Sublime teamwork and virtuosity from Yo-Yo Ma and Kathryn Stott in a San Francisco recital

United StatesUnited States Various: Yo-Yo Ma (cello), Kathryn Stott (piano). Presented by San Francisco Symphony, Davies Symphony Hall, San Francisco, 2.4.2024. (HS)

Cellist Yo-Yo Ma and pianist Kathryn Stott © Harrison Truong

Fauré – ‘Berceuse’, Op.16; ‘Papillon’, Op.77
Dvořák – ‘Songs My Mother Taught Me’
Sérgio Assad – ‘Menino’
Nadia Boulanger – ‘Cantique’
Shostakovich – Cello Sonata in D minor, Op.40
Pärt – ‘Spiegel im Spiegel’
Franck – Violin Sonata in A major (transcribed for cello)

Cellist Yo-Yo Ma and pianist Kathryn Stott have been playing recitals together for four decades. To say they were on the same page in their recital in San Francisco was not at all surprising. What that unanimity created in music, from the spiritual simplicity of Arvo Pärt to the dexterity required for sonatas by Dmitri Shostakovich and César Franck, was nothing short of breathtaking.

The audience in a packed Davies Hall sat enthralled by the proceedings. It did not hurt that Ma made a point of noting that Stott plans to step away from performing at the end of this year. That this would be their last performance in San Francisco, a regular stop in previous years, added a frisson of poignancy to a program already aimed at the heartstrings. It is a collection assembled by Stott of pieces they played and recorded over the years.

The program, to be repeated on an April tour that takes them to Los Angeles, Boston, New York, Philadelphia and Washington, touches on a shared history that traces back to previous generations. Stott studied with famed teacher and composer Nadia Boulanger at the Menuhin School near London, and Ma’s college professor had been taught by Luise Vosgerchian, who also studied with Boulanger.

The program opened with a suite that began with two songs without words by French composer Gabriel Fauré, himself a mentor and friend to Boulanger. The Fauré songs bracketed Boulanger’s lovely ‘Cantique’, Dvořák’s ‘Songs My Mother Taught Me’ and the Brazilian guitarist Sergio Assad’s ‘Menino’, which Ma and Stott included in their 2003 album, Obrigado Brazil, in a piano-cello arrangement. The suite sailed smoothly, a study in fully realized and detailed phrasing, balance and intent.

All that sweetness was followed by a stunningly precise performance of Shostakovich’s Cello Sonata in D minor, which Ma introduced as ‘speaking truth to power’. Although the piece debuted before Stalin’s infamous condemnation of the composer over Lady Macbeth of Mtsensk, its sweet lyricism does indeed gradually give way to one of Shostakovich’s tough-minded marches and to tart dissonances as it develops.

Ma and Stott caught these emotional hooks deftly, the transitions occurring with a naturalness that sneaked up on a listener, as the composer had intended. Stott matched Ma’s ability to toss off the music with impeccable virtuosity, no matter how challenging the execution, making it all feel organic.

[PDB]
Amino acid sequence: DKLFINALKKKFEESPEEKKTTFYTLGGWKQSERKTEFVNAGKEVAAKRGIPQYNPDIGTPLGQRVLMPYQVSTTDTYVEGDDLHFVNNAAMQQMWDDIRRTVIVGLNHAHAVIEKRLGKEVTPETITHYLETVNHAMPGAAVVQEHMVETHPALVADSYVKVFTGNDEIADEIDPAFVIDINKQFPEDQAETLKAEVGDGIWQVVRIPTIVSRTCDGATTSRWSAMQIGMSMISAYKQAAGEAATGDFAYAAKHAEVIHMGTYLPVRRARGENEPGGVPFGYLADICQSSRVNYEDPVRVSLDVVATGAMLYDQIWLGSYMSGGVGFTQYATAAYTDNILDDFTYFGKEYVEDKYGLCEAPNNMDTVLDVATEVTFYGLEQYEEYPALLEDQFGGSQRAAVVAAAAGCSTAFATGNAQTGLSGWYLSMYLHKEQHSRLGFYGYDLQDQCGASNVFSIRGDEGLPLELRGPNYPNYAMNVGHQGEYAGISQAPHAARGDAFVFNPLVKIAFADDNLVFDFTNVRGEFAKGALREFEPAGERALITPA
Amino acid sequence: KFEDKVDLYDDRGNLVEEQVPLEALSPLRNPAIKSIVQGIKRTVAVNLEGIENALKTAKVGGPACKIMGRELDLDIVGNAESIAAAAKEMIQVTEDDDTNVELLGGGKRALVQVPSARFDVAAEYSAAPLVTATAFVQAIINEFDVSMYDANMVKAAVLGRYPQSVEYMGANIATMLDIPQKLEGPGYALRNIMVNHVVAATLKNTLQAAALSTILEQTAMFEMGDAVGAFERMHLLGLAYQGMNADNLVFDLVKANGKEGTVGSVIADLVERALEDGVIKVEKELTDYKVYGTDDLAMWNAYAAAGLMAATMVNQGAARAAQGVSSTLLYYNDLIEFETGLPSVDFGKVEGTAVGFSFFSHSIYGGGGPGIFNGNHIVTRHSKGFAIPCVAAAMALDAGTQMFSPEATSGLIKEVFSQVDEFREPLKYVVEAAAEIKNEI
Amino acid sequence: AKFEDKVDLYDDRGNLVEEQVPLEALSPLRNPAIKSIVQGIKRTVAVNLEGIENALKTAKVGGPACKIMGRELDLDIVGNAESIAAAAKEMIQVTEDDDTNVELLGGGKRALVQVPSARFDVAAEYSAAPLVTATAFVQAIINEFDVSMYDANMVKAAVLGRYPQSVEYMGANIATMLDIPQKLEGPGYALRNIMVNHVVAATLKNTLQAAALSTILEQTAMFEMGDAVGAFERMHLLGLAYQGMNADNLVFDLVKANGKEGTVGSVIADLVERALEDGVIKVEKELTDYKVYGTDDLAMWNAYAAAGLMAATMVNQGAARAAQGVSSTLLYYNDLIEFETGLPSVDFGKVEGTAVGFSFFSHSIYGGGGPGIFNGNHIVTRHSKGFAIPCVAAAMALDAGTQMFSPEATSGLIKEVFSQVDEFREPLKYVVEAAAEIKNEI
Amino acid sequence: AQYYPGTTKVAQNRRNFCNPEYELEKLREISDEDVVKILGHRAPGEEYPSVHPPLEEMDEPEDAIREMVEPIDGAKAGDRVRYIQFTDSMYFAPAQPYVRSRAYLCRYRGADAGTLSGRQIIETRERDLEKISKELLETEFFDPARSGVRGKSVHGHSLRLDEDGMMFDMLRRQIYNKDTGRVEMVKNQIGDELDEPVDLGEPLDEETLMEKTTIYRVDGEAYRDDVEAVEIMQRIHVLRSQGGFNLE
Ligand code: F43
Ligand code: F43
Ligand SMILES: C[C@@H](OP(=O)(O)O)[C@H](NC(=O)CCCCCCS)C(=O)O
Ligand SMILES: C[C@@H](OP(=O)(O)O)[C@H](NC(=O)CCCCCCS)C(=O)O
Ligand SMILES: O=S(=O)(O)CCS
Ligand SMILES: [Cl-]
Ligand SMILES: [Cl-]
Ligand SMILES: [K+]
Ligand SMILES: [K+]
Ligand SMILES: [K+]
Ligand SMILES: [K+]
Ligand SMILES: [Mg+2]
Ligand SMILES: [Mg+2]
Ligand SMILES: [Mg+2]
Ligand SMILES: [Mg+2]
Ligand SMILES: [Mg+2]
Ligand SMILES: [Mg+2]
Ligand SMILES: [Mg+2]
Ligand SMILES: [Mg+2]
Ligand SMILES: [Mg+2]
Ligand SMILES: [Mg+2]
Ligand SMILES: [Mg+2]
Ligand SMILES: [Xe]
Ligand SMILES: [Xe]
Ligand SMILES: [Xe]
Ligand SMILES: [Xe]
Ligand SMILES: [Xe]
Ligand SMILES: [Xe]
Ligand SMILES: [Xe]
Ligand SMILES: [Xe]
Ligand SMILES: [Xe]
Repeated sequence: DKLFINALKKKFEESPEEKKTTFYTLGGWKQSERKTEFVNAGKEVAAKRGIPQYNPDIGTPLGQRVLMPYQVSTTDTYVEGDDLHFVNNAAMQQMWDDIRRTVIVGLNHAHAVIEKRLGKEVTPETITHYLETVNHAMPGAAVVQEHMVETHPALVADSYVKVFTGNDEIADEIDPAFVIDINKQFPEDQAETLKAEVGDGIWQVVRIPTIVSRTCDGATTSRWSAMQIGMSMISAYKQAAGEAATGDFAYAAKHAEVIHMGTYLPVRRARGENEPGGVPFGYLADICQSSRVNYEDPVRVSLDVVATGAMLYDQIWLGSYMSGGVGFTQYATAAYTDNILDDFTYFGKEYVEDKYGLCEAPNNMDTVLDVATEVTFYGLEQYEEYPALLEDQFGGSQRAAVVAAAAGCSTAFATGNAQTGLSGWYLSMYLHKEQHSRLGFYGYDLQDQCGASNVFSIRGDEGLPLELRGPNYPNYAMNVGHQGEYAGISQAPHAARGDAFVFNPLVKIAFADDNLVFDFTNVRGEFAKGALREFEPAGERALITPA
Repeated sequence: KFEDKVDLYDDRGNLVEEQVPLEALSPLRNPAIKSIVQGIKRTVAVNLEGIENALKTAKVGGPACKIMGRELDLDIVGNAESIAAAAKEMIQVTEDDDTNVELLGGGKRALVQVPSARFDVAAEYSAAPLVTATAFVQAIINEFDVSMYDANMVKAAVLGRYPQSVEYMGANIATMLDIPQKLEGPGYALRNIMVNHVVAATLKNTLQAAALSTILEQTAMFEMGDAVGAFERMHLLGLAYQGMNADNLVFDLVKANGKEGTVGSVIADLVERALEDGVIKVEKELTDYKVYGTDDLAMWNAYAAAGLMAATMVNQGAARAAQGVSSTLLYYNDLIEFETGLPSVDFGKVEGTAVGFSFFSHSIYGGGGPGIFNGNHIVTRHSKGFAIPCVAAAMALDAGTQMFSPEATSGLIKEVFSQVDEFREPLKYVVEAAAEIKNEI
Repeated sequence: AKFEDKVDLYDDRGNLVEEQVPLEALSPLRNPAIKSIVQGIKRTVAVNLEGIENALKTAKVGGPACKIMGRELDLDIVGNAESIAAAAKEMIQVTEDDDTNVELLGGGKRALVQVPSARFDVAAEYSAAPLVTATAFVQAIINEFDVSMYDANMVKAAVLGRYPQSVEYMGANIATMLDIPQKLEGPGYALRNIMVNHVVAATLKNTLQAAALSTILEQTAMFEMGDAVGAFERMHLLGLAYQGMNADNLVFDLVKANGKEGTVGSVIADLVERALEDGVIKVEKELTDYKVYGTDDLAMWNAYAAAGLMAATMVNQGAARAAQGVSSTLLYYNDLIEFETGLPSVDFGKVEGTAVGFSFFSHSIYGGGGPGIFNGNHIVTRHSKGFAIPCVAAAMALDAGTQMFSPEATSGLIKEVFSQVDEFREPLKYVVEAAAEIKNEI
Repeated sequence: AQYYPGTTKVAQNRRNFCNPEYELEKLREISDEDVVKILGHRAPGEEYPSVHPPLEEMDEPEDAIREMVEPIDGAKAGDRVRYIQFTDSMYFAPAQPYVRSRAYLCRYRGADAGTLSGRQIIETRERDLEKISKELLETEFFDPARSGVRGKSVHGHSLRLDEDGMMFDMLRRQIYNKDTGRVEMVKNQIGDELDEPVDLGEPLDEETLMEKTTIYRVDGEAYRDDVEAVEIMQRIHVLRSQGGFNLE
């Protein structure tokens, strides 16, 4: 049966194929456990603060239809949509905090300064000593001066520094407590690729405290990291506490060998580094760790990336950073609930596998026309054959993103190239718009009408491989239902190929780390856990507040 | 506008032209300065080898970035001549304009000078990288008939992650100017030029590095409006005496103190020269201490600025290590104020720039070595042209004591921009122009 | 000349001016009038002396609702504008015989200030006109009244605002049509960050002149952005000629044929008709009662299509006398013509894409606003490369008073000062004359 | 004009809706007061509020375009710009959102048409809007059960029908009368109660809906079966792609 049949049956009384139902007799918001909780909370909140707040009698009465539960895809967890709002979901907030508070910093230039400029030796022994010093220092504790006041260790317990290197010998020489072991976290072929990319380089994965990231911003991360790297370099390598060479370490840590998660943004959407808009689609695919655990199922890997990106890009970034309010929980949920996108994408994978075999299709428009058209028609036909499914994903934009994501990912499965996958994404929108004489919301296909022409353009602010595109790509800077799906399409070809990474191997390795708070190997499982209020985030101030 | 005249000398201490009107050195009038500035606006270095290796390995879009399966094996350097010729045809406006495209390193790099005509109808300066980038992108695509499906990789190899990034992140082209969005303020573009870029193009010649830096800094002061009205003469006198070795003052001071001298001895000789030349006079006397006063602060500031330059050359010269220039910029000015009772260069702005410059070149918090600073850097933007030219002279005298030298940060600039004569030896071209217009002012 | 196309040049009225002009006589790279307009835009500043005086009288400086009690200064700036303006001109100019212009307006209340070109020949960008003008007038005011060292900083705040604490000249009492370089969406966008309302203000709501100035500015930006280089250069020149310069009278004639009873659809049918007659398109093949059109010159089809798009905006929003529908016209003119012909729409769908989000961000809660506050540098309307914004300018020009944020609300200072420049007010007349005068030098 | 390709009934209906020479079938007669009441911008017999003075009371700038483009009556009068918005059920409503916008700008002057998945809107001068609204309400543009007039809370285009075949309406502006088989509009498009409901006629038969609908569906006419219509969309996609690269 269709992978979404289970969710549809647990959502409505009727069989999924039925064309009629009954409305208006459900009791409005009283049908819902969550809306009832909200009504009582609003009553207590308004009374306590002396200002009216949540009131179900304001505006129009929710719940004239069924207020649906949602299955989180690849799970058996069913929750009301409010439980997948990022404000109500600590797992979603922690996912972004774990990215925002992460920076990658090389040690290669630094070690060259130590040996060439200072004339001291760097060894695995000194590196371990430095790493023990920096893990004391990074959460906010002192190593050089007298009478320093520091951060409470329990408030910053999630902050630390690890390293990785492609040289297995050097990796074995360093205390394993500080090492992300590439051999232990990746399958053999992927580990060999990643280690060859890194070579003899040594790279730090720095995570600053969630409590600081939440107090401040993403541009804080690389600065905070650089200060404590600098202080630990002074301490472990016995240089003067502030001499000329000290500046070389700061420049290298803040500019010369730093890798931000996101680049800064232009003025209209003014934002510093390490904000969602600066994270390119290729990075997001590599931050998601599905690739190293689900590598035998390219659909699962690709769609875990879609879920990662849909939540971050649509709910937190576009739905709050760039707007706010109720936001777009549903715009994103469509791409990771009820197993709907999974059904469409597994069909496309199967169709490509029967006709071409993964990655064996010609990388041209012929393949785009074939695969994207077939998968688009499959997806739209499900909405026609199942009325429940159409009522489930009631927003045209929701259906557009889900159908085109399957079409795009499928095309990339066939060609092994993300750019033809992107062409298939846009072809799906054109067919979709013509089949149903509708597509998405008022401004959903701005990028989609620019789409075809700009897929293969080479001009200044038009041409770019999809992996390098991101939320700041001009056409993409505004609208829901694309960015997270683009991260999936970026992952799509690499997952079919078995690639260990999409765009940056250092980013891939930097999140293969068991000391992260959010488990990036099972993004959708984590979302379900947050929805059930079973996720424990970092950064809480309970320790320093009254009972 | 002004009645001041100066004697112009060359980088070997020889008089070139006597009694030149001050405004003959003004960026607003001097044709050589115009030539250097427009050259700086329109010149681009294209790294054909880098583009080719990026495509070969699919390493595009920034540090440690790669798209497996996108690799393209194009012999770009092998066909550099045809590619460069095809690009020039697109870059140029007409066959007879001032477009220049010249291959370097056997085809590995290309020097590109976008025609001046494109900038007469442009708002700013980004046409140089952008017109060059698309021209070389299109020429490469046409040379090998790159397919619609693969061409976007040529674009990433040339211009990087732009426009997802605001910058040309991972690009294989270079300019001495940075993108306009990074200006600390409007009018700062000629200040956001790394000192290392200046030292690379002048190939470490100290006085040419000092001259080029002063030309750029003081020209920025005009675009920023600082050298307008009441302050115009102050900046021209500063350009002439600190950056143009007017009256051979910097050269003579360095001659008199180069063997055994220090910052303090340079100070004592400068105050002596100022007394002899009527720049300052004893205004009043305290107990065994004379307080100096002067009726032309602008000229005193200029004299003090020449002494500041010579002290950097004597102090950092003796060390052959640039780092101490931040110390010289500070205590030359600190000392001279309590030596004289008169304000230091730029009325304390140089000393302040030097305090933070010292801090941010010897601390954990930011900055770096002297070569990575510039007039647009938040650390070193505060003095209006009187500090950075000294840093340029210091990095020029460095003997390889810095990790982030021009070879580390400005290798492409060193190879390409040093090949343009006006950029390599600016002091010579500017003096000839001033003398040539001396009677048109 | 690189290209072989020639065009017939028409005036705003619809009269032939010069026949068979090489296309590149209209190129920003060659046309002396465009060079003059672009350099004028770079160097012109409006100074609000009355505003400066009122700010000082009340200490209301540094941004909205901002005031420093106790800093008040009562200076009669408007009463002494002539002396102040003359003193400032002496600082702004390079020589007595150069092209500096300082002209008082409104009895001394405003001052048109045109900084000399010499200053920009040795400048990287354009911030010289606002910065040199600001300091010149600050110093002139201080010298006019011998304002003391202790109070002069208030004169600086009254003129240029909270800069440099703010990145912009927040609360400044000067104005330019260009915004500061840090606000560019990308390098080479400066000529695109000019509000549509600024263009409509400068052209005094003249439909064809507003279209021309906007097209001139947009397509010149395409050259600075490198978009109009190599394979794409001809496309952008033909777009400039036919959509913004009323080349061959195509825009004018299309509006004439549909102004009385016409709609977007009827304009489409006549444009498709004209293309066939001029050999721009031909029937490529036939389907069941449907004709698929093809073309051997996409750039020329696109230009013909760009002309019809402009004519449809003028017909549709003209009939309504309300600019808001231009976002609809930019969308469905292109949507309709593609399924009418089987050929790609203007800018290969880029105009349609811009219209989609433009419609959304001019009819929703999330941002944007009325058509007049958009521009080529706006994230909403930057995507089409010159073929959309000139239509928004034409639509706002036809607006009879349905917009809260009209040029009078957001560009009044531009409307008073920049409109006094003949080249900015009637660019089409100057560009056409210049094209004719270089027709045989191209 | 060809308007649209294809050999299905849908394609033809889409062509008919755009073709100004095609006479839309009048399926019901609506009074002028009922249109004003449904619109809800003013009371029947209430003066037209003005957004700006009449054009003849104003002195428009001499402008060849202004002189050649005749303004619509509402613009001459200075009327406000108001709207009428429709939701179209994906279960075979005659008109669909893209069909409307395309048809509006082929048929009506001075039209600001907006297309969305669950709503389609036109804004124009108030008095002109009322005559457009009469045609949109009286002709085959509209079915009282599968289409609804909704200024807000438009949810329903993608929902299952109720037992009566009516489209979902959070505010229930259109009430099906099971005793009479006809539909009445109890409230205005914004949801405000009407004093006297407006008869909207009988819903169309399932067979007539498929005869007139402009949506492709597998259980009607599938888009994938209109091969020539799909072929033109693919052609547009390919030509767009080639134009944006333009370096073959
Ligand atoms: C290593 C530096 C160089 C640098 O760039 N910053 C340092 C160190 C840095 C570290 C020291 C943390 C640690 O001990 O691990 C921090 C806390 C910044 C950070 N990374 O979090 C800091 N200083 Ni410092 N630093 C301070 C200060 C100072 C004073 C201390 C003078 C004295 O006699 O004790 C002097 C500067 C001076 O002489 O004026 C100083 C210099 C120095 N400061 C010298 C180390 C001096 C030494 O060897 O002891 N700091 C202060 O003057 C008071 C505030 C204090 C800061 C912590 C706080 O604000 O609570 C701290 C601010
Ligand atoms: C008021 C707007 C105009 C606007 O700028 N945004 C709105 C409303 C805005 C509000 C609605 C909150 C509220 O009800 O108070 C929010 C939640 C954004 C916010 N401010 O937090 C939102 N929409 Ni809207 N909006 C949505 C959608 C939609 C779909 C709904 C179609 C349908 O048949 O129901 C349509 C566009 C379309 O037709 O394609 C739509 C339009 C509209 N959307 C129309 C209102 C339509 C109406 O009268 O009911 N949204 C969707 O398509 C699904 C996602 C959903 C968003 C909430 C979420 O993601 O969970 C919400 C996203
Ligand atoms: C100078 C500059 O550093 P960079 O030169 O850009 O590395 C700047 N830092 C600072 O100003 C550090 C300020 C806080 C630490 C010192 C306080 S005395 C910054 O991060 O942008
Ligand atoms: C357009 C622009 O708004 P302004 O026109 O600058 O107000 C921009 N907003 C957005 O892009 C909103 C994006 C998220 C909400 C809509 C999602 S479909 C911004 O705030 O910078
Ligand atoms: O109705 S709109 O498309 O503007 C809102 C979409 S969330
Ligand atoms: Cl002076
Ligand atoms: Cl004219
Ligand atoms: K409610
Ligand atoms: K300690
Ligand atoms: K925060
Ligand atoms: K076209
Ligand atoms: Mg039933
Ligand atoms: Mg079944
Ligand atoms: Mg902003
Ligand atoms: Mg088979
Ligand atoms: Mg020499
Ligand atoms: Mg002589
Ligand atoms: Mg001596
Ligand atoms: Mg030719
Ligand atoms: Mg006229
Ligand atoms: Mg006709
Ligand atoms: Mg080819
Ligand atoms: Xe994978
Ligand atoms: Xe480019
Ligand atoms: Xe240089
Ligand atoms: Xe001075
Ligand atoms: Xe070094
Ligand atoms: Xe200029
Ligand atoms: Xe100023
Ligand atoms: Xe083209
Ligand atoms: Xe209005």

After the intermission came Pärt’s ‘Spiegel im Spiegel’, in its original string soloist-and-piano version. Like his trendsetting ‘Fratres’, which debuted a year before, this experiment in early minimalism was distinctive for its ethereal aspects. The mirrors in the title apply to the whole-note solo line, which goes up the scale against a simple, broken-chord accompaniment, only to descend on different notes as if on reflection. This is a fine example of what made Pärt’s pieces magical for many of us.

Images of Earth and outer space, taken by the Hubbell and Webb telescopes and projected on a screen above the players, added an extra dimension. Stott had introduced the piece as a ‘moment of peace’ after the energetic Shostakovich sonata. And indeed it was. Subtle changes in dynamics and tone from both musicians added depth to the music.

The program concluded with César Franck and the showy Violin Sonata in A major. Franck himself sanctioned a version for cello credited to cellist Jules Delsart, a contemporary of Franck’s, but Ma played from the violin score. Written for Eugene Ysaÿe, the piece does not lack for technical challenges for violinists, and Ma’s accuracy at the top of the cello’s range made the music feel utterly natural. Each return of the main themes – which pop up again and again through all four movements – managed to be simultaneously familiar and fresh. Best of all, the wandering momentum changes came together gradually over the piece’s thirty minutes, gathering the music into a rousing finale.

The two encores seemed to be spontaneous since Ma did not have the music and had to slide his chair closer to Stott’s bench to read over her shoulder. They started with a heartfelt and idiomatic traversal of Ernest Bloch’s ‘Prayer’ from the suite ‘From Jewish Life’, which the duo recorded on their recent album, Songs of Comfort. After that soulful moment came a dazzler, the Brazilian pianist and composer Cesar Camargo Mariano’s ‘Cristal’. If the balance between the two musicians muddied the cello’s melodic line from time to time, the sheer energy was enough to send the audience out into the cool San Francisco evening smiling.

Harvey Steiman

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